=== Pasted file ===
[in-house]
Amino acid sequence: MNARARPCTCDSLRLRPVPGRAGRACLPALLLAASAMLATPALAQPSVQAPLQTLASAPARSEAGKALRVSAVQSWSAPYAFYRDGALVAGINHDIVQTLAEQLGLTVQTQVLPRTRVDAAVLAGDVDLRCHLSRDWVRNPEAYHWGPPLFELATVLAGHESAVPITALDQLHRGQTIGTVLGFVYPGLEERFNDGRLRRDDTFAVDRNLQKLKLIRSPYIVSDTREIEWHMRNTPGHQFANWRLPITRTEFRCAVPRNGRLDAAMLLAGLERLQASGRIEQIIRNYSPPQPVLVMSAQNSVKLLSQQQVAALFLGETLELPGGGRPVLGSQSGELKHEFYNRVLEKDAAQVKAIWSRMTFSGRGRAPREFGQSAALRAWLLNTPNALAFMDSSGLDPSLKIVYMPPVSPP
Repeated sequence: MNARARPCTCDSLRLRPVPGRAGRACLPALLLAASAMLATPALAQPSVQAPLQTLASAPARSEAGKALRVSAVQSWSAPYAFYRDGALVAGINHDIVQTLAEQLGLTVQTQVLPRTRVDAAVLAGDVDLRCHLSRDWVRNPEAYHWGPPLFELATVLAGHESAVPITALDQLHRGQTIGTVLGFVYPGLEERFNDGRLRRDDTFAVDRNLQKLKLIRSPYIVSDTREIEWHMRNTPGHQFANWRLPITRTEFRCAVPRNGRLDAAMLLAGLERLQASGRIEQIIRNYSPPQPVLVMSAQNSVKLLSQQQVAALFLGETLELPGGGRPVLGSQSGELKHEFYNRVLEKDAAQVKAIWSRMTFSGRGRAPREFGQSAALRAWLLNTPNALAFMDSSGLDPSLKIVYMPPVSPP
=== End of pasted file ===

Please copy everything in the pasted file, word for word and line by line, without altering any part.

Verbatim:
[in-house]
Amino acid sequence: MNARARPCTCDSLRLRPVPGRAGRACLPALLLAASAMLATPALAQPSVQAPLQTLASAPARSEAGKALRVSAVQSWSAPYAFYRDGALVAGINHDIVQTLAEQLGLTVQTQVLPRTRVDAAVLAGDVDLRCHLSRDWVRNPEAYHWGPPLFELATVLAGHESAVPITALDQLHRGQTIGTVLGFVYPGLEERFNDGRLRRDDTFAVDRNLQKLKLIRSPYIVSDTREIEWHMRNTPGHQFANWRLPITRTEFRCAVPRNGRLDAAMLLAGLERLQASGRIEQIIRNYSPPQPVLVMSAQNSVKLLSQQQVAALFLGETLELPGGGRPVLGSQSGELKHEFYNRVLEKDAAQVKAIWSRMTFSGRGRAPREFGQSAALRAWLLNTPNALAFMDSSGLDPSLKIVYMPPVSPP
Repeated sequence: MNARARPCTCDSLRLRPVPGRAGRACLPALLLAASAMLATPALAQPSVQAPLQTLASAPARSEAGKALRVSAVQSWSAPYAFYRDGALVAGINHDIVQTLAEQLGLTVQTQVLPRTRVDAAVLAGDVDLRCHLSRDWVRNPEAYHWGPPLFELATVLAGHESAVPITALDQLHRGQTIGTVLGFVYPGLEERFNDGRLRRDDTFAVDRNLQKLKLIRSPYIVSDTREIEWHMRNTPGHQFANWRLPITRTEFRCAVPRNGRLDAAMLLAGLERLQASGRIEQIIRNYSPPQPVLVMSAQNSVKLLSQQQVAALFLGETLELPGGGRPVLGSQSGELKHEFYNRVLEKDAAQVKAIWSRMTFSGRGRAPREFGQSAALRAWLLNTPNALAFMDSSGLDPSLKIVYMPPVSPP